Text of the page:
On Feb. 6, NASA’s Jet Propulsion Laboratory (JPL) Director Laurie Leshin announced layoffs of 530 people, roughly 8% of the lab’s full-time workforce, as well as 40 additional contract staff. The news comes on top of the 100 contractors let go last month.
In the most direct sense, people are losing their jobs because Congress is fighting over the budget of the Mars Sample Return (MSR) project.
In response to a chilling independent assessment of the project, which projected years of delay and a total cost of $11 billion, NASA paused work on MSR and initiated a major programmatic reassessment, which is still underway.
In response, the U.S. Senate proposed slashing MSR’s budget to $300 million in 2024, a cut of $522 million; the House of Representatives, on the other hand, strongly supported the project and proposed an increase to $949 million, the amount originally requested by the White House. Neither budget has passed either chamber of Congress, nor has any compromise been proposed, despite being four months into the 2024 fiscal year.
Without clarity from Congress, NASA decided to limit the rate of spending on MSR to match the lowest possible budget scenario — the Senate’s $300 million — until Congress passes a full-year budget. JPL, which has the largest share of MSR-related work among NASA centers, feels a disproportionate consequence of these cuts and now must absorb a significant and sudden loss of funding. Hence the layoffs, among other cost-saving measures.
Is this only impacting JPL, or is this happening at other NASA centers?
Workforce struggles are likely happening at other NASA centers, though the consequences are different for civil servants. We have heard reports of contractors being let go at Goddard Space Flight Center in Maryland, which was working on a major MSR component that was suspended once the project went into reformulation. There may be similar situations occurring at other NASA centers as the agency is facing a shrinking budget for the first time in a decade. If this is occurring, details have not been made public. Generally, however, laying off civil servants (a “Reduction in Force,” or RIF) is less common in NASA history and far more visible due to their political impacts.
JPL, however, is not a standard NASA center, and its employees are not civil servants. It is a federally funded research and development center (FFRDC), which, while owned and funded by the government, is managed by the California Institute of Technology (Caltech). FFRDCs provide, in principle, a greater degree of flexibility, compensation, and dynamism for their employees in exchange for fewer job protections. JPL’s workforce is, therefore, easier to downsize than a NASA center’s. JPL is also particularly reliant on planetary science projects as a funding source, and MSR was, until recently, the largest planetary project in recent history.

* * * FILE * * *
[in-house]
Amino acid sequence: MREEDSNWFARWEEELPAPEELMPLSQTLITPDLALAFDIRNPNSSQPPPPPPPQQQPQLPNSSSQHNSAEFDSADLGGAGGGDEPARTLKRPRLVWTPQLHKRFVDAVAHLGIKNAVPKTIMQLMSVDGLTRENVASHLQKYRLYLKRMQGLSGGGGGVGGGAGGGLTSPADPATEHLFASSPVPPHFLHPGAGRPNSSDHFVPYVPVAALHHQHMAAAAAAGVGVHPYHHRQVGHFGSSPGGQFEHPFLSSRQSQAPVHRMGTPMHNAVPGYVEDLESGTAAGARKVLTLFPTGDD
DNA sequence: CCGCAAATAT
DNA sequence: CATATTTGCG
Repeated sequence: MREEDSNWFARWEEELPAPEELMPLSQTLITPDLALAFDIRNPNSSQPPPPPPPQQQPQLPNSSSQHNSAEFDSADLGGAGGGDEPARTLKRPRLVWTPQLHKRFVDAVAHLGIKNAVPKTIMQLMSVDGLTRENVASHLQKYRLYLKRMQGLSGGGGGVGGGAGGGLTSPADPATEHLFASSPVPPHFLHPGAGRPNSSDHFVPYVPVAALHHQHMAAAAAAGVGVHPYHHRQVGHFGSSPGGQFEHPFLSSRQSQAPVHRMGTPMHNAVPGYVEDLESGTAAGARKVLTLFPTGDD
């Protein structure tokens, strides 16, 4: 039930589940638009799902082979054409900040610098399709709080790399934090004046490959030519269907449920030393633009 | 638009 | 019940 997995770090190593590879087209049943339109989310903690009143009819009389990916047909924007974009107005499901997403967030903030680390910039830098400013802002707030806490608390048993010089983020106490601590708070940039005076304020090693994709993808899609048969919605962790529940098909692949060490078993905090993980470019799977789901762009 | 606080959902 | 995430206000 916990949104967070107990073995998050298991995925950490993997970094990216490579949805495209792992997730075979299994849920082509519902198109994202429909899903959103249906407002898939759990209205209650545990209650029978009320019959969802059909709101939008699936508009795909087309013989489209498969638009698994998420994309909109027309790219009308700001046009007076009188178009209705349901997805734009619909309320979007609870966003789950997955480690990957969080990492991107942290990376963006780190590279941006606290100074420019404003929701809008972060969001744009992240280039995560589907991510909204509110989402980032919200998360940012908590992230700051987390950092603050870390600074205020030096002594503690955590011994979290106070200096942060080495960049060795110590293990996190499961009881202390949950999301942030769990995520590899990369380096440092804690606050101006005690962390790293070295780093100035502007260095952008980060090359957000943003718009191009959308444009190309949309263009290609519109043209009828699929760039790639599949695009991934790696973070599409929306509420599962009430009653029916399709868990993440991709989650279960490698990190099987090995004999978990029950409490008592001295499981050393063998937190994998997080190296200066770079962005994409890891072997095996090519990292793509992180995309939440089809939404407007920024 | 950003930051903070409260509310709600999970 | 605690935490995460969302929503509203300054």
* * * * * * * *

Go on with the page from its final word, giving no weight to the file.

What is Congress doing about it?
In this situation, it’s not useful to consider “Congress” as a single entity. There are factions within the U.S. Congress that hold mutually incompatible positions regarding MSR and, thus, JPL’s workforce woes.
On Feb. 1, 44 members of Congress, all from California, wrote and publicized a bipartisan letter to the White House’s Office of Management and Budget supporting MSR and demanding that NASA and the White House not throttle funding before Congress passes a budget. Representative Judy Chu, a leading signatory on the letter and whose district includes JPL, released a statement saying that she is “hopeful in the coming weeks we can work to broker a deal with the Administration and Congress to restore funding to the levels necessary to rehire workers.”
However, members of Congress from Maryland and Virginia released a letter opposing funding for Mars Sample Return, stating that “we strongly oppose funding for the Mars Sample Return (MSR) at [a] level any greater than the Senate Commerce, Justice, and Science bill,” and specifically noting that Goddard Space Flight Center (not JPL) is their priority for NASA science funding.
Fundamentally, this tension can be traced to the broad curbs on federal spending passed last year. This has placed downward pressure on NASA’s budgets during a period of challenging and ambitious projects, including but not limited to Artemis, Dragonfly, the Roman Space Telescope, and establishing a post-ISS future in low-Earth orbit. At the moment, Artemis is winning the political battle for funding, and NASA’s science missions are struggling to secure funding as a result.
What is NASA doing about it?
NASA Administrator Bill Nelson released a statement lamenting the cuts, saying that “these painful decisions are hard, and we will feel this loss across the NASA family.” Notably, there was no broader commitment to MSR nor a call to restore the JPL workforce. He instead highlighted other projects, including Europa Clipper, NISAR, and NEO Surveyor.
NASA is in the midst of an extended review of the MSR project, and the project is functionally on pause. Agency leaders have not yet proposed a path forward and appear unlikely to do so before the April/May timeframe. The reasons for the long delay in responding to and replan of MSR are unclear.
What can I do about it?
The Planetary Society supports a considered approach to Mars Sample Return as part of a balanced science portfolio that benefits NASA facilities and workforce around the country. We've prepared a letter you can send to your congressional representatives, you can view and sign that here.
You can also join us in Washington, D.C., April 28 - 29 for our Day of Action, where you can advocate face-to-face to your representatives in Congress.